FEATURES
By Richard W. Stevenson and Richard W. Stevenson,New York Times | November 13, 1991
LOS ANGELES -- It has been four years since his last album, "Bad," and nearly nine years since the release of "Thriller," the best-selling recording in history. And as Michael Jackson bursts back into the nation's musical consciousness this month with a new album amid a wave of carefully crafted hype, he must prove that he remains at the cutting edge of song and dance while defending his position as the world's pre-eminent pop star."This is the most important record in Michael Jackson's career," said Benny Medina, the director of artists and repertory at Warner Brothers Records, a label competing with Jackson's record company, Sony.
NEWS
June 24, 1997
THREE DECADES AGO, Jim Rouse's dream was to build a town without barriers. Black or white, rich or poor -- it didn't matter. People could live in the same communities. This was just the opposite of what was happening in many metropolitan areas across the country.In the 1960s, as Columbia was rising from farmland, white families were leaving neighborhoods in Baltimore and other cities that rapidly were becoming integrated. At the same time, white and black families were moving to integrated neighborhoods in Columbia.
NEWS
By JOHN SULLIVAN | September 15, 1992
This month I begin my third year teaching GED -- high school equivalency -- classes in the City That Reads. I have taught geometry, chemistry, grammar, decimals and dozens of other subjects. I believe my students have learned something from me. I know I have learned from them.I have learned that the biggest hurdle facing my students is not race, it's class.I teach in Pigtown in southwest Baltimore. About half my students are black and half are white -- some are themselves half black and half white.
FEATURES
By Glenn McNatt and Glenn McNatt,Sun Art Critic | July 25, 2007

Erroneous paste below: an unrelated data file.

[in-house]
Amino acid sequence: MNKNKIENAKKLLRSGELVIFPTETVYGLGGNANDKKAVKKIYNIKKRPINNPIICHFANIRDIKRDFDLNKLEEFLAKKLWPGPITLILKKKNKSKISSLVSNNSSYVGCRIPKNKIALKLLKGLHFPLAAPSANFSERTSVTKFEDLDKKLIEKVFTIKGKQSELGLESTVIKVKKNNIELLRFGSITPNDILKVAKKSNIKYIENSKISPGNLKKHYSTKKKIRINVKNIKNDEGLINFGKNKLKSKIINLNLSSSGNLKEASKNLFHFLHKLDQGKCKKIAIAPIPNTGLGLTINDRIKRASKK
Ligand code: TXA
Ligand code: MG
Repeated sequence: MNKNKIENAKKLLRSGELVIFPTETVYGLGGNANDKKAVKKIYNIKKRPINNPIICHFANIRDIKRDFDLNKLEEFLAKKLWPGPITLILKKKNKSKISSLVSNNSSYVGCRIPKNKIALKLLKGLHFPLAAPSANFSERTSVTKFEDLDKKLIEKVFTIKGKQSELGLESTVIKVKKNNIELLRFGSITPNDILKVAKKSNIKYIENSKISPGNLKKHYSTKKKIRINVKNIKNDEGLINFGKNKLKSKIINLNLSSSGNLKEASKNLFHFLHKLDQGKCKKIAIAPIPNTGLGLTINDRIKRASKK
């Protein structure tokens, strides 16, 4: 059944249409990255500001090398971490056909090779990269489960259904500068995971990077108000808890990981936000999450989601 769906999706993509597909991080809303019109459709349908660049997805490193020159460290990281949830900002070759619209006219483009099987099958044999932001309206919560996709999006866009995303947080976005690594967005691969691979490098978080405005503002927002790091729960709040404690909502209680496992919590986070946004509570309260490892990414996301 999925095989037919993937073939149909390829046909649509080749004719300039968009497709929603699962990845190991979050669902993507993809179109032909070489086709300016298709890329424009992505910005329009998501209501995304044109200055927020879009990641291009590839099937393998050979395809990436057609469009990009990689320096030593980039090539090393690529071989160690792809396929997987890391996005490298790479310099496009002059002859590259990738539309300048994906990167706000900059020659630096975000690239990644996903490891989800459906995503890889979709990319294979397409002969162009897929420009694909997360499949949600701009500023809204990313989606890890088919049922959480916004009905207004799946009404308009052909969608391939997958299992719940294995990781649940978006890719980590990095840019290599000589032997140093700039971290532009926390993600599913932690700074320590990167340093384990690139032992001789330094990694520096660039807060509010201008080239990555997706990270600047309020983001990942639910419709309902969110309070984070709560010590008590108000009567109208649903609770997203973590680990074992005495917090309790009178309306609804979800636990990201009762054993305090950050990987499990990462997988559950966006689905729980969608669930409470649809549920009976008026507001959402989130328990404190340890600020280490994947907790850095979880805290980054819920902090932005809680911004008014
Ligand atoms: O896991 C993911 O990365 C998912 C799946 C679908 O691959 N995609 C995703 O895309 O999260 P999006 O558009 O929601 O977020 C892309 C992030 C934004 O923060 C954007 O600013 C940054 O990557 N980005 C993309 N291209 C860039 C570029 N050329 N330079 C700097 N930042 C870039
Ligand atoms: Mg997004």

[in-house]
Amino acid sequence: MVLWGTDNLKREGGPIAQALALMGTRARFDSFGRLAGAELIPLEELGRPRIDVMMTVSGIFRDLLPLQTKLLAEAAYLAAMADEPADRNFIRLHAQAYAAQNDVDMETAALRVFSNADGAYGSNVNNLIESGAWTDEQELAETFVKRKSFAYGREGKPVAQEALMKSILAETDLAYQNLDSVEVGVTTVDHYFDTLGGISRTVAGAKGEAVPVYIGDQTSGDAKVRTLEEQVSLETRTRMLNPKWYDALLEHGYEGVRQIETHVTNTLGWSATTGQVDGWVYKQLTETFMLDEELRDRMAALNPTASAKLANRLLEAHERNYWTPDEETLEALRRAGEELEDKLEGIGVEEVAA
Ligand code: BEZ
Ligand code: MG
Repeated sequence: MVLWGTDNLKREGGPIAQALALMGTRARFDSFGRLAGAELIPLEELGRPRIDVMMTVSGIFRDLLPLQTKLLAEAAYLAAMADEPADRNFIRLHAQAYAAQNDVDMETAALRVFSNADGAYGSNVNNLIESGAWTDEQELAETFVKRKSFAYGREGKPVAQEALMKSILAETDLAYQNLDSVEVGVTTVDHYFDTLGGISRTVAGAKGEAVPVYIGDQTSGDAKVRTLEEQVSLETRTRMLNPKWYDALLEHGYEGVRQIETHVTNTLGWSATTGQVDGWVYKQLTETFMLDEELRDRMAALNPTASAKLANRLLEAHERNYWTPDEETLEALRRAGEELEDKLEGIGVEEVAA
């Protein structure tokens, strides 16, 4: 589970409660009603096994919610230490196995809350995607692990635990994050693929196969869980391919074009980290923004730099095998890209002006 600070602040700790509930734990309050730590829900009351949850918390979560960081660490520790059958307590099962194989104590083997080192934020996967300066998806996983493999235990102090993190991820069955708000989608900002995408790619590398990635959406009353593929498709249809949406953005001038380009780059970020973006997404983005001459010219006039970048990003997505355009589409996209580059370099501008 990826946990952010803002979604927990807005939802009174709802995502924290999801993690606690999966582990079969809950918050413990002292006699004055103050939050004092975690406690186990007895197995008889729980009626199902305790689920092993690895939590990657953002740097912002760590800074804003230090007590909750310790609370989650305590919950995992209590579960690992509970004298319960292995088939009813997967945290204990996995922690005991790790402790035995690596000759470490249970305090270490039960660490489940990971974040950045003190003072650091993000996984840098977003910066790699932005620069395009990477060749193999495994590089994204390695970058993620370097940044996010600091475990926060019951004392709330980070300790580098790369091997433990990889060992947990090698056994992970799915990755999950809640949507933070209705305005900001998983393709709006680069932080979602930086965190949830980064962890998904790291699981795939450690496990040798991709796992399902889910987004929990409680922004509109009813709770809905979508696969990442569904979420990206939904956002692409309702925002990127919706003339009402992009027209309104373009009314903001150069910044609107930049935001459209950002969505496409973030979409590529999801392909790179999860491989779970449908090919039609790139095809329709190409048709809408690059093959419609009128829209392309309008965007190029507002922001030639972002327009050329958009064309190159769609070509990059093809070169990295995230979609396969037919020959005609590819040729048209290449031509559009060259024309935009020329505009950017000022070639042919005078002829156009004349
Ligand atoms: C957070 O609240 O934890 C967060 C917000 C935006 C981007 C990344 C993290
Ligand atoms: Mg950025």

A thoughtful exhibition at the College of Notre Dame of Maryland - Visions of Conflict: Rendering Dissent - shrewdly questions America's use of military power to resolve international disputes, but some artists more than others take full advantage of the fertile topic's charged relevance. The show's centerpiece is a huge, oil-on-canvas triptych by painter Leslie Smith III that mockingly rebukes President Bush, his father, former President George H.W. Bush, former Defense Secretary Donald H. Rumsfeld and former Secretary of State Colin L. Powell for their roles in embroiling America in the Iraq debacle.
NEWS
By Leonard Pitts Jr | December 17, 2006
This is for a reader who demands to know why I write about gay issues. His conclusion is that I must secretly be gay. Actually, he doesn't express himself quite that civilly. To the contrary, his e-mails - which, until recently, were arriving at the rate of about one a week - evince a juvenility that would embarrass a reasonably intelligent fifth-grader. The most recent one, for example, carried a salutation reading, "Hi Mrs. Pitts." We're talking about the kind of thing for which delete buttons were invented.
NEWS
By Glenn C. Altschuler and Glenn C. Altschuler,Speciall to the Sun | August 27, 2006
There Goes My Everything: White Southerners in the Age of Civil Rights, 1945-1975 By Jason Sokol Alfred A. Knopf / 416 pages / $27.95 The civil rights movement of the 1950s and '60s confronted embedded beliefs and behavior, and transformed the social, political and legal landscape in the American South. Virtually no one, black or white, remained untouched by it. In There Goes My Everything, Jason Sokol, a doctoral student at the University of California at Berkeley, examines the response of ordinary white Southerners to the "new realities" - in public schools, municipal pools, motels, restaurants and voting booths.
NEWS
By Howard Libit and Howard Libit,SUN STAFF | May 28, 2000